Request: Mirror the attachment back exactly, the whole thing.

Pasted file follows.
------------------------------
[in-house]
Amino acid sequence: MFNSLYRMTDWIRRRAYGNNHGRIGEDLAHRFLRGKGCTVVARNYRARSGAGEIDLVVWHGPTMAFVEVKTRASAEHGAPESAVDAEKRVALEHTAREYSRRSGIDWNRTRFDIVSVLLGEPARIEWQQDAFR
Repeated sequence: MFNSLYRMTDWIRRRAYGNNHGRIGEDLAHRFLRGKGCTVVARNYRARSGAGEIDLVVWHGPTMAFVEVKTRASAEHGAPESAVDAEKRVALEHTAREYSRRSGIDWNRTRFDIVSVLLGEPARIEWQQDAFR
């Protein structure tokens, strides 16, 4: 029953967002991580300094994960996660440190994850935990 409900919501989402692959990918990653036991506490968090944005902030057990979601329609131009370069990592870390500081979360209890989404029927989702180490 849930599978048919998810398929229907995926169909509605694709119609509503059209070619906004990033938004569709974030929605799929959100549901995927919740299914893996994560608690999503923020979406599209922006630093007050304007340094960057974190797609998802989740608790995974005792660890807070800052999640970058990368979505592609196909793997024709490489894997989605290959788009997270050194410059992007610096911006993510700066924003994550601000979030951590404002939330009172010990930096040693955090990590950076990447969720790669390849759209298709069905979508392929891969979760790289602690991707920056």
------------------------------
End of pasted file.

[in-house]
Amino acid sequence: MFNSLYRMTDWIRRRAYGNNHGRIGEDLAHRFLRGKGCTVVARNYRARSGAGEIDLVVWHGPTMAFVEVKTRASAEHGAPESAVDAEKRVALEHTAREYSRRSGIDWNRTRFDIVSVLLGEPARIEWQQDAFR
Repeated sequence: MFNSLYRMTDWIRRRAYGNNHGRIGEDLAHRFLRGKGCTVVARNYRARSGAGEIDLVVWHGPTMAFVEVKTRASAEHGAPESAVDAEKRVALEHTAREYSRRSGIDWNRTRFDIVSVLLGEPARIEWQQDAFR
């Protein structure tokens, strides 16, 4: 029953967002991580300094994960996660440190994850935990 409900919501989402692959990918990653036991506490968090944005902030057990979601329609131009370069990592870390500081979360209890989404029927989702180490 849930599978048919998810398929229907995926169909509605694709119609509503059209070619906004990033938004569709974030929605799929959100549901995927919740299914893996994560608690999503923020979406599209922006630093007050304007340094960057974190797609998802989740608790995974005792660890807070800052999640970058990368979505592609196909793997024709490489894997989605290959788009997270050194410059992007610096911006993510700066924003994550601000979030951590404002939330009172010990930096040693955090990590950076990447969720790669390849759209298709069905979508392929891969979760790289602690991707920056």